The new Western European launch customer for the Sukhoi SuperJet 100, Italy’s Blue Panorama Airlines, expects to convert its Paris Air Show memorandum of understanding covering 12 SSJ100s into an order for eight aircraft (plus options on four) next month, once it has reached an agreement with SaM146 engine supplier PowerJet, a Snecma/NPO Saturn Franco-Russian joint venture.
While the first-ever appearance of Sukhoi’s T-50 stealth fighter led the list of awe-inspiring spectacles during last week’s Moscow Air Show, the mundane business of commercial transactions made more headlines, as Airbus, Bombardier and local manufacturers busily collected new orders from a growing Russian commercial aviation market. Perhaps the most surprising deal of all involved Moscow-based Transaero, which signed for eight Airbus A320neos.
The blizzard of order activity at this year’s Paris Air Show might have obscured a highly significant signing in the regional jet arena for one of the stars of the salon’s flying display.
So where do young Russians go to become airline pilots? How does the training startTypically, they apply to the advanced flying school at Ulianovsk, which is a well-regarded old institution. In 2010, Ulianovsk accepted 200 new cadets and graduated 82 of them.
Six Aeroflot flight instructors have qualified in the Sukhoi Superjet 100 (SSJ100) after undergoing 40 days of training at the manufacturer’s Zhukovsky base near Moscow. These pilots will be flying the Russian carrier’s first SSJ100 to enter revenue service, with initial passenger flights expected later this summer.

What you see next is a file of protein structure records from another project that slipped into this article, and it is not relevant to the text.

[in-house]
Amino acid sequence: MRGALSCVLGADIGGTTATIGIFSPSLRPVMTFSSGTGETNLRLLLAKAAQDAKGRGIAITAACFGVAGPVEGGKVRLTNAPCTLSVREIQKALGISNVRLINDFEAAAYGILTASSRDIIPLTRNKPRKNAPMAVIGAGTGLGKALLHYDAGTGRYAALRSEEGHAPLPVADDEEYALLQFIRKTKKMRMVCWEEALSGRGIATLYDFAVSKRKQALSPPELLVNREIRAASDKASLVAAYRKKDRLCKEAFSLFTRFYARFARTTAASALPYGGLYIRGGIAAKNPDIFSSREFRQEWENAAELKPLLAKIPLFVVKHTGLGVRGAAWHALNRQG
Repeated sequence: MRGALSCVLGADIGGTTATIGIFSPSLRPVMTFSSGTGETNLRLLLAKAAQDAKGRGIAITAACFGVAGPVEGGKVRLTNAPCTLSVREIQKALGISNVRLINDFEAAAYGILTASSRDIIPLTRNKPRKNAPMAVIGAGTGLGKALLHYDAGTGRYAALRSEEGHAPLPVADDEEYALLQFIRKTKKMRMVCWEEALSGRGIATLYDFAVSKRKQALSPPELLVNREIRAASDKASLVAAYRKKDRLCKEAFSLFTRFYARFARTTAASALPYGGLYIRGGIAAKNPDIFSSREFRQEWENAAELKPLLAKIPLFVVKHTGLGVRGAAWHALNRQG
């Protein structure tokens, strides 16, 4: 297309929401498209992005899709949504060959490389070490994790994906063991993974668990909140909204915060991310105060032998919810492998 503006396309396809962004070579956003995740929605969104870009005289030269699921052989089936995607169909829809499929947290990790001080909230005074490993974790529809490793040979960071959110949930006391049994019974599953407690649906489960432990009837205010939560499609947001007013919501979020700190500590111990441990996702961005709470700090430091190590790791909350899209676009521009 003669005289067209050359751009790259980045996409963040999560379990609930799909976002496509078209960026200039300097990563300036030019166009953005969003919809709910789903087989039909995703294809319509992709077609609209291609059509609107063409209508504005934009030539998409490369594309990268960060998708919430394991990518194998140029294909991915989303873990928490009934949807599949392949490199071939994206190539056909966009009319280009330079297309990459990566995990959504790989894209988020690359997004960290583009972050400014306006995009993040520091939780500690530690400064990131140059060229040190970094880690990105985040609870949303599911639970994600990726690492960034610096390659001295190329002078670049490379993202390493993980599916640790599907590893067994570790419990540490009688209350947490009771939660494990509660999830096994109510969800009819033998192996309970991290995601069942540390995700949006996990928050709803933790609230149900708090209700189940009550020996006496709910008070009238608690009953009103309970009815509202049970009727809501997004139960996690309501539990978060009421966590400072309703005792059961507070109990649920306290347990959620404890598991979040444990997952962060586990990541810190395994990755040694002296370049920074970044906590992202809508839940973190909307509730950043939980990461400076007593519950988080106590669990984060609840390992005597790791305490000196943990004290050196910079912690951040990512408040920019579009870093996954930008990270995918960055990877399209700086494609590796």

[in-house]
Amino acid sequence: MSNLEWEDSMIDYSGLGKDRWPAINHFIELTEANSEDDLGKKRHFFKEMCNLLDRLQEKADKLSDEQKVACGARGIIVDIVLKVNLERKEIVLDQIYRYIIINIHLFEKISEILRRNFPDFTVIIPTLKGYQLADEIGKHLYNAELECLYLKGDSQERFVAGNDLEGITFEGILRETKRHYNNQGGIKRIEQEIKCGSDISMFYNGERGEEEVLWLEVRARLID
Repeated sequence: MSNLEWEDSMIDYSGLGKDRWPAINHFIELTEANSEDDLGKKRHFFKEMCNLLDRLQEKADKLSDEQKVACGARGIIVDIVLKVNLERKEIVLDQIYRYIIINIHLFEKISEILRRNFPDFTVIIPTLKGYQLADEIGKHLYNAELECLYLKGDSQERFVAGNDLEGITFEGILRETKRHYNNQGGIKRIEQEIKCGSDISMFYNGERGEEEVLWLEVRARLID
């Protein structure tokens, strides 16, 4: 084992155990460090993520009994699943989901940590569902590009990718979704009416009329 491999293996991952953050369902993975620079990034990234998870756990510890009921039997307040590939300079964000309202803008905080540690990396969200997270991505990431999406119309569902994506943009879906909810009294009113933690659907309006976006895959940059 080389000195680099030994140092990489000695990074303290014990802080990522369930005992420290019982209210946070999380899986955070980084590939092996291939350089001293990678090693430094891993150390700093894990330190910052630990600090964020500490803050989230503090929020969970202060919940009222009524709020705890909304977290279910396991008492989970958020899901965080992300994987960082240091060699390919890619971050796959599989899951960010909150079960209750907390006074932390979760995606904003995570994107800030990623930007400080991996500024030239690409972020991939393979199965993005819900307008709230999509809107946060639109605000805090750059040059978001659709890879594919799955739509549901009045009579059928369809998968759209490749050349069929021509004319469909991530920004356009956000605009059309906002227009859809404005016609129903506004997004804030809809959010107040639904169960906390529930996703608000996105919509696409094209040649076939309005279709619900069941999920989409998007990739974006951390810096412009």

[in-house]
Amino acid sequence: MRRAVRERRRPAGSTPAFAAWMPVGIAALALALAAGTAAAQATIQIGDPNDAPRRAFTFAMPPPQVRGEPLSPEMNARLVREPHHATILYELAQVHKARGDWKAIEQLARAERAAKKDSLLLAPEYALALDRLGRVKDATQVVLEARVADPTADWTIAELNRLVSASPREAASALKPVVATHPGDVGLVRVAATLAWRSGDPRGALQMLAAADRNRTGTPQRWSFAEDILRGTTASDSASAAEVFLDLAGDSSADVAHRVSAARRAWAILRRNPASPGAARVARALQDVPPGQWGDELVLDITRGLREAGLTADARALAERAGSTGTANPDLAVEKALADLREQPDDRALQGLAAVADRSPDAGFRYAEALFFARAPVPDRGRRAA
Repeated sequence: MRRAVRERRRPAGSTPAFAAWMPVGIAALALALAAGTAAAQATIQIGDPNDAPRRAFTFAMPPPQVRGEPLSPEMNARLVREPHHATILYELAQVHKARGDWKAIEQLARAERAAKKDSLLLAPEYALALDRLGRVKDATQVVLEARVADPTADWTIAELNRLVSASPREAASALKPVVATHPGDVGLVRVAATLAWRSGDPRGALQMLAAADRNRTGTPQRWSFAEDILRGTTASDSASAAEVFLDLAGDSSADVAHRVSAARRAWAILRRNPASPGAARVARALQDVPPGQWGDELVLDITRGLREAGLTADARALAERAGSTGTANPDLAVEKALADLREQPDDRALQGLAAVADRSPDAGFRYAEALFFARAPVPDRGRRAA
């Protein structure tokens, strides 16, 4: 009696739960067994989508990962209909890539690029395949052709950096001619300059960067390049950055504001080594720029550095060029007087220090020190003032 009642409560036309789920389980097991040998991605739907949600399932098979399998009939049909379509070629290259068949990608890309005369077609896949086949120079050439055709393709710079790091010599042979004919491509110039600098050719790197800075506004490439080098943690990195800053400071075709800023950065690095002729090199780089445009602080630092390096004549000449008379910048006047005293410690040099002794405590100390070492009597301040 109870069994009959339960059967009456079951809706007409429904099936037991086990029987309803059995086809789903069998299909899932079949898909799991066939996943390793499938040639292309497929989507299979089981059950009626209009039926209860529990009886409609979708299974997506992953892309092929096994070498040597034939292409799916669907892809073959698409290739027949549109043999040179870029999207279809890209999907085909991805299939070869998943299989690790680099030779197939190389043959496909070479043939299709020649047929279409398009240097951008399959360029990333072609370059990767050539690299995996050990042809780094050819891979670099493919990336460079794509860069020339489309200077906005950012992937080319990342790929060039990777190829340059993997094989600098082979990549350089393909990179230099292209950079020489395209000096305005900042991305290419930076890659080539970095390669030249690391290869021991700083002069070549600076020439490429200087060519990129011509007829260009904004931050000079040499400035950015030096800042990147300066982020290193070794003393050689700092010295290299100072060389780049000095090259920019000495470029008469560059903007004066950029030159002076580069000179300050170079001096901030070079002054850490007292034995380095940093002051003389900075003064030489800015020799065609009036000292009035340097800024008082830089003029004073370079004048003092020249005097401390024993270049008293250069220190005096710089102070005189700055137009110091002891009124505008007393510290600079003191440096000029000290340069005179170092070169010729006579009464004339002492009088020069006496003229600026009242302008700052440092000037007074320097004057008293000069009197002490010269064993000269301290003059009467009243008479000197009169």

The Sukhoi Superjet 100 will eventually welcome a new, larger sibling, possibly one as large as 130 seats in capacity, but not until the original SSJ100-95–on display here at Le Bourget–loses some weight for Aeroflot and gains some range for Latin American launch customer Interjet of Mexico.
Sukhoi Civil Aircraft delivered the first Superjet 100–S/N 95007–to Armenian airline Armavia today during a ceremony held at Yerevan Zvartnots International Airport. At the ceremony, the participants named the aircraft after the USSR’s first cosmonaut, Yuri Gagarin. Authorities assigned it tail number EK95015.
Sukhoi confirmed that it plans to deliver the first production Superjet SSJ100-95–S/N 95007–to launch customer Armavia tomorrow. The 98-seat regional jet won its Russian certification on February 3, more than two-and-a-half years after the first prototype embarked on its maiden flight. Sukhoi expects to gain EASA certification some time this summer.
The Sukhoi Superjet 100 has gained Russian certification, more than two-and-a-half years after the first prototype embarked on its maiden flight.
Simultaneously, Russian certification authority IAC AR granted a design organization approval certificate to Sukhoi Civil Aircraft Company based on an audit of the aircraft development quality system and Sukhoi Civil Aircraft (SCAC) performance.
Superjet International secured a key export order for the SSJ100 in January, while SSJ manufacturer Sukhoi Civil Aircraft (SCAC) acknowledged that certification of the 95-seat regional jet had stalled once again to late January–some four weeks later than the most recent slipped deadline of December 28.